This might be hard to believe, but the rainforest is rainy. Imagine a hose, then turning that hose on to the highest setting until the water is spraying at a high pressure, drenching you. This is what rain in the rainforest is like, and how I ended up as I was caught in the storm in Manú Center, Costa Rica. And despite never being dry again for the remainder of the trip, it was completely worth it.

I admit I was attracted to Costa Rica mainly for the amazing biodiversity the small country holds, and I wasn’t disappointed by what I found. Over the weekend, my class headed to Limón to explore the rich rainforest and learn about how it functions ecologically. The crown jewel of the excursion was Manú Center, where we collected plant samples during the daytime to measure biodiversity. In just five plots of 2×2 meter squares, my group discovered over 30 unique species! Afterwards, we headed to the outdoor classroom where we learned why the rainforest is so diverse: a mixture of rain, light, and solar radiation fosters conditions ideal to speciation.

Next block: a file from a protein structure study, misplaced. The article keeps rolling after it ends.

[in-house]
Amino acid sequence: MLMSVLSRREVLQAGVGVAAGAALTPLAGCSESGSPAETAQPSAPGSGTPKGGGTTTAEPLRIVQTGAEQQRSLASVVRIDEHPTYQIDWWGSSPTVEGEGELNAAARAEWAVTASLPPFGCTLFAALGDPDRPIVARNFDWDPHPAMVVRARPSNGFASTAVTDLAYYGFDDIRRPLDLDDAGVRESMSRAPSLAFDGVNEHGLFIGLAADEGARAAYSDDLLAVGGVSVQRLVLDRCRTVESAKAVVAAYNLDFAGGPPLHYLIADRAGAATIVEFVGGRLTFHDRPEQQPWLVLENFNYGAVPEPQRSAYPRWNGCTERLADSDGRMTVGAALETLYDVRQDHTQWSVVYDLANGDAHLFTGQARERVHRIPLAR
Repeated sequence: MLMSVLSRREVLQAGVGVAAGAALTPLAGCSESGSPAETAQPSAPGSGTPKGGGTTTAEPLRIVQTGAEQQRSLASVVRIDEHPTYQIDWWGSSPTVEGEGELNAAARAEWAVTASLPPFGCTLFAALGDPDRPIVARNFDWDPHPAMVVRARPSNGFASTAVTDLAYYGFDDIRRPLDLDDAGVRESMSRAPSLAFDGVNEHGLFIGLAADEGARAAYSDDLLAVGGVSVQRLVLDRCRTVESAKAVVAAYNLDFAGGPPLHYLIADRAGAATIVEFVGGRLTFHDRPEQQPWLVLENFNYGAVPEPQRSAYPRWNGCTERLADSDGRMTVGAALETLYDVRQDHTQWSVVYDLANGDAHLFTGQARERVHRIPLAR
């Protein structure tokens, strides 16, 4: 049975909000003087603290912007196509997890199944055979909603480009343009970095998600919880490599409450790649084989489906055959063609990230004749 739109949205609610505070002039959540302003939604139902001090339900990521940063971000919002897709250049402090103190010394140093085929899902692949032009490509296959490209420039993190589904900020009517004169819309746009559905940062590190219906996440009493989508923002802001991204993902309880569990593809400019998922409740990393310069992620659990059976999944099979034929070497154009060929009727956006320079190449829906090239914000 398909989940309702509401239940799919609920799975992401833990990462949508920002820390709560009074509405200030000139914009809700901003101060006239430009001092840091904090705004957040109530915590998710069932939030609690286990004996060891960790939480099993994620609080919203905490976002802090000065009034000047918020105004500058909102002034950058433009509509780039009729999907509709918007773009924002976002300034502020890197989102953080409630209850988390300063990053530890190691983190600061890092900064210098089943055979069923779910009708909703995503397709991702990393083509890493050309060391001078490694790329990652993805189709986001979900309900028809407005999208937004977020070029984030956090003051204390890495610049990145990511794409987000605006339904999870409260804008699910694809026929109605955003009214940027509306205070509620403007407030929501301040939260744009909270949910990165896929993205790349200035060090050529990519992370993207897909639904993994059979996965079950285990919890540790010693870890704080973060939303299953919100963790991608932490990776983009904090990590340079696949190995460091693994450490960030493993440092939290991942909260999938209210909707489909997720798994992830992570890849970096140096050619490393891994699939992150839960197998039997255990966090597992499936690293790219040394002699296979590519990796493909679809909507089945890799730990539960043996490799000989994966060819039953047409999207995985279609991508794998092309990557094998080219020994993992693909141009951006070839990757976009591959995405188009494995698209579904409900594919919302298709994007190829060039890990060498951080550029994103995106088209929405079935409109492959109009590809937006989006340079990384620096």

My personal favorite part was the night hike. We went onto the trails to look for interesting animals, and every so often, our ecology professor would show us a neat snake, or frog, or even crab. The star of the show, however, was a speckled katydid the size of my hand.

Wait…is that leaf moving??

I saw so many unique and colorful animals on that trip. At the same time, though, I thought about how they are endangered. While 25% of Costa Rica is protected, other rainforests aren’t so lucky. It is imperative we move toward sustainable living so future generations can continue to enjoy these amazing creatures.

→ Sustainable Development Studies in Costa Rica